2018 is Vote100 – find out how we celebrated the centenary of women first gaining a right to vote.
Addressing sex and gender identity discrimination and inequalities means meeting the different needs of women and men while being aware that this includes men and women who are transgender as well as those who are not. It also involves taking account of the legitimate needs and aspirations of people who are non-binary, intersex or with any other gender definition, although not technically ‘protected characteristics’ under the Equality Act.
- Gender identity
Sex and gender identity are quite complex issues, and the terminology can be quite confusing. The key point to bear in mind is that for the great majority of people, the sex (physical features) they were born with matches the way they think about themselves. For some, however, there’s a conflict: people develop as male or female in their heads and in their character, but their body is saying the opposite. This conflict may be due to hormonal events during their time in the womb (it should be made clear that these events are not the responsibility of the mother; they just happen sometimes). The conflict can become evident in early years, around 4 or 5, and can build into a very stressful situation around and after puberty. This condition is called “gender dysphoria” and people who are born with it are called “transgender”. It is rare and affects around one per 10,000 or 20,000. Some people are born with ambigous reproductive organs – this is often known as “intersex” rather than “hermaphrodite” which has been used historically and is used in relation to species which do not have seperate male and female sexes.
Once gender dysphoria is medically diagnosed, most transgender people choose to live in their true gender. As part of transitioning, people may or may not undertake medical intervention (“sex change”) in the form of hormone therapy, physical surgery, or both.
When someone has finished transitioning and is living fully in their true gender. Many prefer to identify as “formerly transgender” rather than continue to identify as transgender, since they are now living fully as a man or woman. Nowadays the term transgender is being used far more than transsexual.
Transgender people have legal protection against discrimination from the moment that they announce they intend to transition. Once people have transitioned they must be allowed to live their lives in their true gender without having to refer back to how they were previously.
Some people prefer not to identify as either male or female or shift freely between the two: they may define as “non-binary”, “gender fluid” or “third sex”, or with some other term that they feel comfortable with. People who wish to live a non-binary life will usually make this clear, and will suggest appropriate pronouns to use in reference to them (e.g. some suggest we use “their” instead of “his” or “hers”). In the UK, non-binary people do not at the moment have the same legal protections for their gender identity that transgender people have, so it is a matter of social responsibility for others to set good standards for being inclusive and positive.
Transvestites are not necessarily transgender; there are many people who do not have a gender-conflict but nevertheless enjoy dressing or living for a while as the opposite sex, as part of their erotic life, or just for pleasure and fun.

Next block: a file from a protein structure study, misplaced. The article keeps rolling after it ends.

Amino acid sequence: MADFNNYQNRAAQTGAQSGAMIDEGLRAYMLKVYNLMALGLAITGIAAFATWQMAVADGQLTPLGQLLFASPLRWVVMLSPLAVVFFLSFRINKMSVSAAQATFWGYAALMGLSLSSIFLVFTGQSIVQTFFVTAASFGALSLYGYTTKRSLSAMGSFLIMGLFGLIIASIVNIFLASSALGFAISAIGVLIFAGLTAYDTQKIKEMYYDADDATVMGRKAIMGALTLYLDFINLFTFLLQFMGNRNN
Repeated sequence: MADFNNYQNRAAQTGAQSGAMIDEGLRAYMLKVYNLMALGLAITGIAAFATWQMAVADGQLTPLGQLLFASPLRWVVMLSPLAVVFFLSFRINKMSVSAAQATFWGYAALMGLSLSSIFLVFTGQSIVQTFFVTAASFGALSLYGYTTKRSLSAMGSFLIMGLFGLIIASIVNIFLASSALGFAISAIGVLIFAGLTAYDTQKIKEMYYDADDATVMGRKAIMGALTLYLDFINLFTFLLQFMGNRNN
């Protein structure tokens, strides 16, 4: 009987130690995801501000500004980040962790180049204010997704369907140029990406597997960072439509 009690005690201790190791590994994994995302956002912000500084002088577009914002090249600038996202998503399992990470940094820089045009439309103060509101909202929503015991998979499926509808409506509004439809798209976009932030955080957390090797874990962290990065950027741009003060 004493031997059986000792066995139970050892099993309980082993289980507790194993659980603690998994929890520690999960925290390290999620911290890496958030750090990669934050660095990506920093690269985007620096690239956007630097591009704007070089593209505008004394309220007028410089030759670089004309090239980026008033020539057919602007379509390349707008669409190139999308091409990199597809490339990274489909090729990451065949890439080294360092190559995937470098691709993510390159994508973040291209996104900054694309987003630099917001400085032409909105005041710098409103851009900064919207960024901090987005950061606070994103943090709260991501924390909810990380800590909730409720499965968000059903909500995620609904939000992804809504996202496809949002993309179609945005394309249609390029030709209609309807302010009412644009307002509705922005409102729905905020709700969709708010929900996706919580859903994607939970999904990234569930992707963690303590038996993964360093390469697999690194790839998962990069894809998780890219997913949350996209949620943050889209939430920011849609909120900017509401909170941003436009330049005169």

The general term “Trans” is often used to positively include all those who are or were transgender, as well as those who are transvestite, non-binary or gender-variant of any kind.
It should not be assumed that Trans people are necessarily without child-rearing responsibilities. Trans people are often parents, either as a result of previous relationships or as adopters or fosterers. The same can apply to lesbian, gay and bisexual people.
For more information and guidance on ensuring access for Trans people, please see our LGBT Toolkit for Excellence.
- Gender and sex equality
Most services are gender neutral in that they are available to anyone regardless of their sex/gender, but sex/gender can be a factor in terms of how easy it is to access that service or a person’s experience/confidence in using a service (for example, where women have a greater dependence upon public transport or may be concerned about sexual harassment). Some health and social care interventions require a sex/gender specific response such as cancer screening and personal care.
Women experience many inequalities in society still and both boys and girls may experience bullying at school because they do not confirm to current gender stereotypes. Many inequalities faced by women arise from perceptions and values attributed to their child bearing/caring role, although women do not necessarily spend the majority of their time having or raising children! Other inequalities and patronising behaviours arise from outdated beliefs that women are weaker, delicate, or less capable than men. The over sexualisation and objectification of women also leads to higher levels of harassment, sexual assault and other demeaning behaviour towards women. Men can also experience prejudice and discrimination when they take on stereotypically female roles such as being the main child-carer.
In 2011 we carried out a study to identify and address any problems experienced by pregnant women at work, women on maternity leave and women who have left or returned to work following the birth of their baby. The Equality Act 2010 introduced provisions which make it unlawful to ban women from breastfeeding in public.
We are pleased to have a gender equality representative on our Equality Reference Group, from Fawcett Devon. Over the years, we have also increased the ratio of women in senior management roles. Transgendered people’s needs and issues are also represented on our Equality Reference Group by the LGB&T representative (also see the section on Sexual Orientation).